Wednesday, April 4, 2007


Long before America's fascination with CSI (and indeed even before Quincy, MD), I was a young high school student working for a Mortuary in Zephyrhills Fl.

Among my duties (for which I was paid a princely wage of $30 a week) I assisted in the removal of deceased, their embalming, Family Visitation and Funeral Services as well as being an Ambulance Attendant.

In 1971, all that was required by Fla. State Law was an American Red Cross First Aid Card and a strong back. God knows what reaction there would have been if those injured souls had known I was only 16 years old! Fortunately, I looked “much” older!\

I attended High School from 7am – 1pm and then immediately went to work where I was “on duty” until 6am the next morning. I had Friday nights off from 6pm – Midnight and worked the rest of the weekend.

Being a small town, we probably averaged less than 10 funerals and “maybe” 30 ambulance calls a month. Most days were pretty quiet and I lived in an apartment above the Funeral Home.

One Sunday afternoon (circa 1971), the telephone rang and Pat Richardson, the Funeral Director & Owner answered the phone and immediately got an ear to ear grin on his face. He jotted down some notes and said to get ready because this was a “special one”.

I was still relatively new to this but I sensed this would be my first “floater”.- a badly decomposed body. Dealing with a floater is a right of passage in the industry – a genuine test of composure (the smell of decaying flesh stays with you forever).

The Funeral Director was looking forward to my “losing my virginity”.

We drove about 20 miles down Hwy 54 and turned on the the 52 Street Extension (known as the Road to Nowhere). We spotted the Sheriff's cars stopped up ahead and pulled along side.

“In the Ditch” One of the Officers said.

And there it was, a half submerged male body floating face up in about four feet of water. The body was distended (skin above the water appeared blackened while below the waterline greenish) and appeared to have been there four or five days. And of course it smelled to high heaven.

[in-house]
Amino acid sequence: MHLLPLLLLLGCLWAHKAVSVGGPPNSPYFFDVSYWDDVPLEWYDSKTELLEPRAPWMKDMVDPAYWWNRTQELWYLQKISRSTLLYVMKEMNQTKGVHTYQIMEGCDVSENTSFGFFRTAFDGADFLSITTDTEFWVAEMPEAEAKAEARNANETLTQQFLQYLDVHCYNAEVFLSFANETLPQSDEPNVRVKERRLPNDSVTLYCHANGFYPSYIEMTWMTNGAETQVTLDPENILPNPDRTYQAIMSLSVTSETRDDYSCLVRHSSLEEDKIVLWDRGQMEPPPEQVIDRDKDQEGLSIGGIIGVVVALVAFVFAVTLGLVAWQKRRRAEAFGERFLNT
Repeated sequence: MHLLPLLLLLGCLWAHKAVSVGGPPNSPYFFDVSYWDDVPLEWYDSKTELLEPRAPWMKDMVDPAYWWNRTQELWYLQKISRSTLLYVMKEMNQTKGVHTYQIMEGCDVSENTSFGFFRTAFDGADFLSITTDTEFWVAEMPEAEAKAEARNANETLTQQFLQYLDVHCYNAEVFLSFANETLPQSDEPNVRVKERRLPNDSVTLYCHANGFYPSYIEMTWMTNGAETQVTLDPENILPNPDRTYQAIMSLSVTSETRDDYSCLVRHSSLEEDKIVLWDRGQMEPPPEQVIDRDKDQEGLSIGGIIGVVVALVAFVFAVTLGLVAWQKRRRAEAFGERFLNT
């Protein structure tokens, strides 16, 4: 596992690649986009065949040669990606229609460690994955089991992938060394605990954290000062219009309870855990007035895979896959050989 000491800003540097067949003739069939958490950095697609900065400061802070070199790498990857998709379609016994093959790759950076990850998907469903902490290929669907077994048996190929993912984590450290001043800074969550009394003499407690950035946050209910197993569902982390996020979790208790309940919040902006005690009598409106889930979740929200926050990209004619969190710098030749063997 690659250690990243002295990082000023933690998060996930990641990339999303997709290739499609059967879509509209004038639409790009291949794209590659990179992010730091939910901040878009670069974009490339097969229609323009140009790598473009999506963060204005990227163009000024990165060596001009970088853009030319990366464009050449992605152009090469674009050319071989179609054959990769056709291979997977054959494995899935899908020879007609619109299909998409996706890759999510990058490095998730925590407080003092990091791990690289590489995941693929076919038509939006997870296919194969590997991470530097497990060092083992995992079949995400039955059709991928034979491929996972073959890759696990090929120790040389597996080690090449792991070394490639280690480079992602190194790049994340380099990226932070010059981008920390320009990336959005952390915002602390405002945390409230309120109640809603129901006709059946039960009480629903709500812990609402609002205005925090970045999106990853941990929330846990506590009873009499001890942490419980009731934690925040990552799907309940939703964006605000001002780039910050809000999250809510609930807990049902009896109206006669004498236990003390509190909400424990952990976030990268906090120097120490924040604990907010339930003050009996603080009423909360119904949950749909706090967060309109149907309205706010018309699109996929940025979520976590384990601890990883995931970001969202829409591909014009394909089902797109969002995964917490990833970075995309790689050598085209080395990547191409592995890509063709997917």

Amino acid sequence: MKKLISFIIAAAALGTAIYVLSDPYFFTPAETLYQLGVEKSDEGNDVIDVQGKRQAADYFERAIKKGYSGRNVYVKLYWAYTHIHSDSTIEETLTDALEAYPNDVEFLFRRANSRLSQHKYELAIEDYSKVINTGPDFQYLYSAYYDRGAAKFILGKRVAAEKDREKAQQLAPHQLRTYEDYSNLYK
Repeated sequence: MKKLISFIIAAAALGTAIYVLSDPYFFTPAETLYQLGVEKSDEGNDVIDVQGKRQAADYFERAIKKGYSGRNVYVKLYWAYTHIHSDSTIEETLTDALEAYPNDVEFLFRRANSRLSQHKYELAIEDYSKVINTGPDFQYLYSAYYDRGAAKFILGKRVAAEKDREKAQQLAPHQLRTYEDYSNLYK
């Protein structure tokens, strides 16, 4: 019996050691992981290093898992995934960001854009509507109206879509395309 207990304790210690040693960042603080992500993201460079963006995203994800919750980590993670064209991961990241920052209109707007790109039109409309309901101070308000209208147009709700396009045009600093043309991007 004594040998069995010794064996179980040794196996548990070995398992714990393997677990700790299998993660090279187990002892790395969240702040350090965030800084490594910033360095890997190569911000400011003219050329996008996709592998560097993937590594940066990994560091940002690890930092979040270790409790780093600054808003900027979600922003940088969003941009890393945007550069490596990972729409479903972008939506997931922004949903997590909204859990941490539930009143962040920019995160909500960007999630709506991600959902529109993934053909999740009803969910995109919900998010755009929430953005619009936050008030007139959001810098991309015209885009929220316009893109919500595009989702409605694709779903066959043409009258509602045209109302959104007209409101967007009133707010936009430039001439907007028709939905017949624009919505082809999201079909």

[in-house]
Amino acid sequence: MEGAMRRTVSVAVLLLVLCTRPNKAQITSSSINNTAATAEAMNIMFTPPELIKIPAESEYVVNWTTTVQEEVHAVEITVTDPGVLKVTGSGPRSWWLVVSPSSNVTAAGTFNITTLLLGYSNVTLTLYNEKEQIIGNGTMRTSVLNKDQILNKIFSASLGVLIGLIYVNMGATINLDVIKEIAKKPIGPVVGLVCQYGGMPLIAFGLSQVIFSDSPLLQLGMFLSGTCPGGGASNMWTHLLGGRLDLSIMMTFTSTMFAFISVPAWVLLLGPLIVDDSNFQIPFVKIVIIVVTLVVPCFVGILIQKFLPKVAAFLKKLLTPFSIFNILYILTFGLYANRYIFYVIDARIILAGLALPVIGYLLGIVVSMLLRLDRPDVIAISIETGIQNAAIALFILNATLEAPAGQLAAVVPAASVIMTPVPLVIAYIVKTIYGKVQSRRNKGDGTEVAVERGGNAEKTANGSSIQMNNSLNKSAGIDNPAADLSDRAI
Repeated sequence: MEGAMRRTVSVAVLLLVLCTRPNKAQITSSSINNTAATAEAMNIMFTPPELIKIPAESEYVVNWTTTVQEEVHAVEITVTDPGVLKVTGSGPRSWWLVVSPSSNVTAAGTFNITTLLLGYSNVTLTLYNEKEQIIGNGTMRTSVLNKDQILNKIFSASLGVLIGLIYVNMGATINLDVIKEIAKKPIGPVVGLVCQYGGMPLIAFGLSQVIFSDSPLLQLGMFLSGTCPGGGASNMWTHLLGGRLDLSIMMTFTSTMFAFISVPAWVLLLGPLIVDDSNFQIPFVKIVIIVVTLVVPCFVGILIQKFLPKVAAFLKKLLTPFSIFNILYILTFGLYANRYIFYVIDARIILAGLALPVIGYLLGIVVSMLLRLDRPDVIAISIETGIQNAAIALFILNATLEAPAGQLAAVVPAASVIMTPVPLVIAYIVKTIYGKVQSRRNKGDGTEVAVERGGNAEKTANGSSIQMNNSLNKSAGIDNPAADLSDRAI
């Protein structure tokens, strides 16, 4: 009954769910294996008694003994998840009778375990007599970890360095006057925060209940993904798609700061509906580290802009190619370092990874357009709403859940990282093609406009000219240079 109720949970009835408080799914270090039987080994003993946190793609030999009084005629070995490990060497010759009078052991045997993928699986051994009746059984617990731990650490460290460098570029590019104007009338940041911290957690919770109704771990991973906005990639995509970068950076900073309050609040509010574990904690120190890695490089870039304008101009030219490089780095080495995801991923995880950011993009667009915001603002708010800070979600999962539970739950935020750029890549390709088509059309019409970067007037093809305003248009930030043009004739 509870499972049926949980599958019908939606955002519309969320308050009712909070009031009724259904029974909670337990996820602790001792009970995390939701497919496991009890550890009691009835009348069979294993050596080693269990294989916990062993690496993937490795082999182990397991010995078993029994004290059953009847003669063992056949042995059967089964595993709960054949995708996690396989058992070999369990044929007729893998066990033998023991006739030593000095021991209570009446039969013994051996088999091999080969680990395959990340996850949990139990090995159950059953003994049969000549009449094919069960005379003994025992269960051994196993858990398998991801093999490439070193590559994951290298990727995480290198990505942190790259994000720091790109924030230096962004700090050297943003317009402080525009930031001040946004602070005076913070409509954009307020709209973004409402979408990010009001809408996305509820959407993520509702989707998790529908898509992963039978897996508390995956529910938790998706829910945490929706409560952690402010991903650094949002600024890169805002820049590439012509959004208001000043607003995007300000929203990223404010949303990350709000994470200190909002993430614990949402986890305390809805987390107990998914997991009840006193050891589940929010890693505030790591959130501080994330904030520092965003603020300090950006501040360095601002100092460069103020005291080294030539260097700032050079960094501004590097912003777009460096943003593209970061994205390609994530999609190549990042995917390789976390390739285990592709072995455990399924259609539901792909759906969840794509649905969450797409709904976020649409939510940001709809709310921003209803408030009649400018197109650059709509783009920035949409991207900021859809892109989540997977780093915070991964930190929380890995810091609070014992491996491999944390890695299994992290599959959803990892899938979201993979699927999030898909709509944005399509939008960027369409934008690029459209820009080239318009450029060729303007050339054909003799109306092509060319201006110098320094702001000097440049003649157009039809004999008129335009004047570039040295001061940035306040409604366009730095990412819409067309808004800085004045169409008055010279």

Pat turned to me and said “ Go get him”.

Knowing that if I grabbed it by the arm, I'd probably end up with only the detached arm, I decided to roll a sheet lengthwise and thread it under the arms and drag the corpse ashore by the torso from behind. The Funeral Director was impressed by my ingenuity.

Once the body was dragged onto the embankment, we carefully placed it in a disaster pouch (body bag) and proceeded back to the funeral home (with all windows wide open!).

Since this was a probable “Foul Play” scenario, the Medical Examiner was notified and preparations were made for an immediate autopsy. Due to the advanced state of decomposition, it was impossible to perform the postmortem indoors – the ventilation system would never handle the odor so the decision was made to perform the autopsy outdoors – at the Zephyrhills Airport.

So there we were standing in the middle of the open airfield about to investigate the cause of death. Two saw horses and a wooden door formed a makeshift table and portable power equipment was brought in.

I was “volunteered” to assist the Pathologist - Dr. John R. Feegel.

The son of a police officer, Dr. Feegel grew up to become a forensic pathologist, a trial attorney and the chief medical examiner in Tampa. He performed thousands of autopsies; the death of Elvis Presley and Atlanta serial killer Wayne B. Williams were two of his most famous cases.
Additionally, Dr. Feegel became well known as the author of seven mystery novels. In 1976, he won the Edgar Award from the Mystery Writers of America for his first book, "Autopsy."

But this was five years before he was to gain such notoriety.

Your first autopsy is such an assault on your senses, the details tend to get blurred after 35 years. I remember Dr. Feegel to be very talented, personable and very funny! Believe me, the humor helped me through the experience and I'm still grateful for his patience and willingness to allow me the opportunity to assist that summer afternoon.

Most valuable thing he taught me was to smear “Zoxema Metholated Creme” under my nose in order to mask the odor. It really works!

By the way, we found the cause of death was a bullet to the brain and his wife (and her boyfriend) were eventually charged with murder.

I probably assisted in well over 250 Embalmings and 20 Autopsies in my career but I'll always hold a special place in my heart for my “first”

Dr Feegel passed away September 16, 2003 at age 70. His books are still available via the Internet.

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